- Eros anthem: Love Hangover by Diana Ross — “If there’s a cure for this I don’t want it.”
Ludus — playful love
Sometimes overlooked, ‘ludus’ is the playful no strings attached kind of love that will be familiar to anyone who’s ever swiped left or right on a dating app.
Described as purely fun, ludus relationships are casual, undemanding and uncomplicated, and often accompanied by flirting, sex, music, dancing and laughter.
For all their simplicity, ludus relationships can be very long-lasting and are said to work best when both partners are self-sufficient.
Problems arise when one partner mistakes ludus (playful love) for eros (passionate love). Tell me about it. In fact, ludus has much more in common with the friendly love of philia.
Thankfully the enlightened Greeks did not regard ludus as simply an early stage of development to pass through en route to a more committed relationship. They regard this fun playfulness as an essential part of any relationship that aims to be long lasting — after all, where’s the enjoyment in love if there’s no sex, music, dancing or laughter?
- Ludus anthem: Darling Nikki by Prince — “Thank U 4 a funky time, call me up whenever U want 2 grind.”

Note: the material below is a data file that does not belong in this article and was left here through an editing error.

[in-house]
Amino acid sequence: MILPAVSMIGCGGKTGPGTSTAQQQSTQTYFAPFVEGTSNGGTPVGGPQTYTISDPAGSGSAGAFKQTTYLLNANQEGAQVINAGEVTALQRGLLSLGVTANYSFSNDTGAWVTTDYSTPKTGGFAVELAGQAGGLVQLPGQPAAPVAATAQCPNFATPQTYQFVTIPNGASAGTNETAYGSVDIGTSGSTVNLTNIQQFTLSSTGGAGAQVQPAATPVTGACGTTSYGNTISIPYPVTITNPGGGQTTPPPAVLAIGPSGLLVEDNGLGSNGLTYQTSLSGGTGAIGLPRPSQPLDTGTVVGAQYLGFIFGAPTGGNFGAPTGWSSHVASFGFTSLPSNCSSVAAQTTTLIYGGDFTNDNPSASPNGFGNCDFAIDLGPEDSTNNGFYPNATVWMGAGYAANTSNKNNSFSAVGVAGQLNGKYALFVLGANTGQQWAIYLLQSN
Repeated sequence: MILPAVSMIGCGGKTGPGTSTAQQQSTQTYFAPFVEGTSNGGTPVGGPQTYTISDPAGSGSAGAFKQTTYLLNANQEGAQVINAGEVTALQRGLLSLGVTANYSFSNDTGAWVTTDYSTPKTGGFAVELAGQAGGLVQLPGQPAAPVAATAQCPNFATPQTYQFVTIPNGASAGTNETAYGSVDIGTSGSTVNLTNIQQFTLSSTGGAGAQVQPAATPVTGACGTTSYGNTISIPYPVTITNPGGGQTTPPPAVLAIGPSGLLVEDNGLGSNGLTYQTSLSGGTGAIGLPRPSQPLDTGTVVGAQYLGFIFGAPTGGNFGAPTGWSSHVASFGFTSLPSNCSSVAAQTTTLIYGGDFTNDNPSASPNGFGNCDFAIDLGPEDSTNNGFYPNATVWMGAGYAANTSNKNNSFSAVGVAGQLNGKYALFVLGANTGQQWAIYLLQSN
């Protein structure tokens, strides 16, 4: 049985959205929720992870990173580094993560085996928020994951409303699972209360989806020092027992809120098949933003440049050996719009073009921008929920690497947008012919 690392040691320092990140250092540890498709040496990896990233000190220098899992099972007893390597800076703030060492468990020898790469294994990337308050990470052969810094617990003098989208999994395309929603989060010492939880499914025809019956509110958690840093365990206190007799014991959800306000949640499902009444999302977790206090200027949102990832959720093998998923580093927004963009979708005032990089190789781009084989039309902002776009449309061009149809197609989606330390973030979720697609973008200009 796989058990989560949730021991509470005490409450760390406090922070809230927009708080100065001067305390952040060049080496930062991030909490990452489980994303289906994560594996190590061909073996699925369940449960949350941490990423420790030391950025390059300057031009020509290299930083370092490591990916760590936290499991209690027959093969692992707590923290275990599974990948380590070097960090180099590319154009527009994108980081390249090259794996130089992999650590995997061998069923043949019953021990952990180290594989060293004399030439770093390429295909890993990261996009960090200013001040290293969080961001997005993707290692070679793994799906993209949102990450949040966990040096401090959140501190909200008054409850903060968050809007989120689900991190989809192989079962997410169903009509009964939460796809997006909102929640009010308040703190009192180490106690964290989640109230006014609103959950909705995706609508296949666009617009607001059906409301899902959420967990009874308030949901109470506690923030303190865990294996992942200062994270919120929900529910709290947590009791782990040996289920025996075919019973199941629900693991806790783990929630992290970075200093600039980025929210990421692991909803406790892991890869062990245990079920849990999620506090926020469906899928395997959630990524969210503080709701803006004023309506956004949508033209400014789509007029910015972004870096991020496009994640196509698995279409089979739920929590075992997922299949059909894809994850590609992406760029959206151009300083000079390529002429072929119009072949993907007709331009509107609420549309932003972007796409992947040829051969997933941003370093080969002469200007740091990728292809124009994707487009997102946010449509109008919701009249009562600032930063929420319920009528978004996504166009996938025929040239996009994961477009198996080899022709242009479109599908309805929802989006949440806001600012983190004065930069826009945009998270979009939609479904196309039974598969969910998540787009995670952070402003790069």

Storge — love for family
Maybe you don’t want to introduce your ludus hookups to your mum and dad (’so how did you guys meet?’) but the Greeks place a lot of significance upon family love, known as ’storge’.
Storge (pronounced ‘store-gae’) is the common empathy felt by most parents towards their children, and vice versa. Physical characteristics are irrelevant here. And as counsellors the world over will testify, a deficit of storge could be psychologically damaging.
The type of fondness that results from familiarity or dependency also falls under this category.
Like it or not, over time the sexual or passionate love known as ‘eros’ does tend to mutate into storge. I think ‘mutate’ is exactly the right word there.
- Storge anthem: Keep it Together by Madonna — “Don’t forget that your family is gold.”
Pragma — love as a transaction
Let’s take a brief interlude here. Pragma is not one of the essential six types of Greek love. Instead it is a word used to describe a more practical and less emotional type of love that you may experience in your life.
Founded on reason or duty, pragma is love within a transactional relationship in the long-term interests of one or both partners.
An arranged marriage would be seen as pragmatic, as would a relationship where the attraction is purely financial. Hopefully they’ll order in a little ludus on the side.